A few other random facts: The first striking match was developed as a result of the scientist Robert Boyle isolating phosphorus from boiling down his own urine and then heating the residue to very high temperatures. Phosphorus, which he named “icy notiluca,” was extremely dangerous for matches and it was only in the 19th century that safety matches were commercially produced instead.

Forgers would give coins a suitably authentic looking patina by burying them in earth sprinkled with urine. This would turn silver coins grey or black and bronze coins brown or green depending on the sort of urine used and its quality!

Anyone like myself who has ever suffered from kidney stones will know how excruciatingly painful they can be. Fortunately these days they can be removed. Martin Luther almost died as a result of his. The Catholic monk turned Protestant reformer was treated by doctors who gave him as much to drink “as an ox” in order to try to wash the stones out. This treatment was unsuccessful and he became so bloated with the liquid that there was nothing he could do but travel home to die. Fortunately jolting about in a carriage on a rough road shifted the stones - and Martin Luther almost drowned in the ensuing flood.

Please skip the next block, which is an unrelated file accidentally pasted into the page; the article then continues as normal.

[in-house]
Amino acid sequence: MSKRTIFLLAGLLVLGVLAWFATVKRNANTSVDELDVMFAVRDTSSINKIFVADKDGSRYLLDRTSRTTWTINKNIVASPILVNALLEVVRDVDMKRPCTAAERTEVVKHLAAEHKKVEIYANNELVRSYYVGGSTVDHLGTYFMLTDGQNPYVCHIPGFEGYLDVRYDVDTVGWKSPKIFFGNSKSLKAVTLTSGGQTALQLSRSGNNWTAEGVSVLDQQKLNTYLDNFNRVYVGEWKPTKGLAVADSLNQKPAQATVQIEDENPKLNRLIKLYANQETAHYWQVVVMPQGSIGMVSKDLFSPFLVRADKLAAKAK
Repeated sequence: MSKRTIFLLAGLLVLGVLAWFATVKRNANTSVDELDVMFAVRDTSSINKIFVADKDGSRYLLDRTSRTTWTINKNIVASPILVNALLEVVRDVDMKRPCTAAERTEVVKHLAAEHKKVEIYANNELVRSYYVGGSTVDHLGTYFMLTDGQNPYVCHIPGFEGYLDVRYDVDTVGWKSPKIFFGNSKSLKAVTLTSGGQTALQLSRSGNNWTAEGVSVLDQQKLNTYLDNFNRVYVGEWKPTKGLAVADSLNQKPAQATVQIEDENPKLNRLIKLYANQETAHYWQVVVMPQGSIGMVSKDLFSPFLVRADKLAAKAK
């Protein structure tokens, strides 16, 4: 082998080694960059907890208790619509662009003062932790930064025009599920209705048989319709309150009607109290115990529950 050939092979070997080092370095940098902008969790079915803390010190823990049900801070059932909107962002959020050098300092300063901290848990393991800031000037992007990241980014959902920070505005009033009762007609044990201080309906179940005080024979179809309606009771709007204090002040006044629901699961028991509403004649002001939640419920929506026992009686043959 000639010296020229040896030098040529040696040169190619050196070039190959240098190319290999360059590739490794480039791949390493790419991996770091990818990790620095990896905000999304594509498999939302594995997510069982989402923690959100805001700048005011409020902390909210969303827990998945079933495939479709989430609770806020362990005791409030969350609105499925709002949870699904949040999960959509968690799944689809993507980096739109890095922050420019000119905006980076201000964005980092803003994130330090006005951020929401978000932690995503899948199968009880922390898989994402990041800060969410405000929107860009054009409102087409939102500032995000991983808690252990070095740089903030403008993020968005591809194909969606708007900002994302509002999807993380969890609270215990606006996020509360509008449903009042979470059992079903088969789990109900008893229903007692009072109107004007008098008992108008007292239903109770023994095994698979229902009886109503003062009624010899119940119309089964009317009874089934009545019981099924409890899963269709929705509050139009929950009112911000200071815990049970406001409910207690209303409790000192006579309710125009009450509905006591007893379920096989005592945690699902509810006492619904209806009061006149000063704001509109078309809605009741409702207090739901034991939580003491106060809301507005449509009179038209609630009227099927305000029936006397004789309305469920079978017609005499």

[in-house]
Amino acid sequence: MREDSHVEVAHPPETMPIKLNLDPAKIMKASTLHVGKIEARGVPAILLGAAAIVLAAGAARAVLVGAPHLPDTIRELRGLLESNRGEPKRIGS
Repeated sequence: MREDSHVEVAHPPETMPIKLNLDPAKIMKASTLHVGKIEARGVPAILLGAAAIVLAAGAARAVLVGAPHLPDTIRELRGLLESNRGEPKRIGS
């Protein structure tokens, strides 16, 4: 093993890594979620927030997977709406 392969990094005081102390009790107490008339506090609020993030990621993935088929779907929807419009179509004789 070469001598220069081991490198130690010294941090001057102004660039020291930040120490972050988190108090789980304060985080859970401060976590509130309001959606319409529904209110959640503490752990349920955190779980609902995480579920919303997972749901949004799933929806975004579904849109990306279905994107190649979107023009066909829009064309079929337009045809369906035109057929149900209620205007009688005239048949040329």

Samuel Pepys also suffered from kidney stones and his were operated on to remove one as large as a tennis ball. In the absence of anaesthesia it took four men and a rope to restrain him but he later declared it was worth it to be rid of the stones.

And finally! In the Middle Ages, urine was used to “quench” (the rapid cooling of red hot metal) swords. It as said to be the best way to forge a sharp blade!

Monday, May 15, 2017

Ickworth House - how the servants lived.

Kitchen dresser
 Last time I visited Ickworth house we couldn't look inside as it was closed. This time after being sent on roundabout route by my sat nav we arrived in plenty of time to see the whole house, galleries, as well as eat a delicious lunch.
Bedroom for visiting gentlemen valets.
I often write about the servants' quarters, domestic offices, et cetera but had never been fortunate enough to actually visit one. The first thing that struck me was the size, like a rabbit warren beneath the main reception rooms. The second was that the flagstone floors and lack of heating would have made it unpleasant to wander about – mind you – the servants were not dressed in the skimpy clothes of modern times so perhaps did not feel the cold.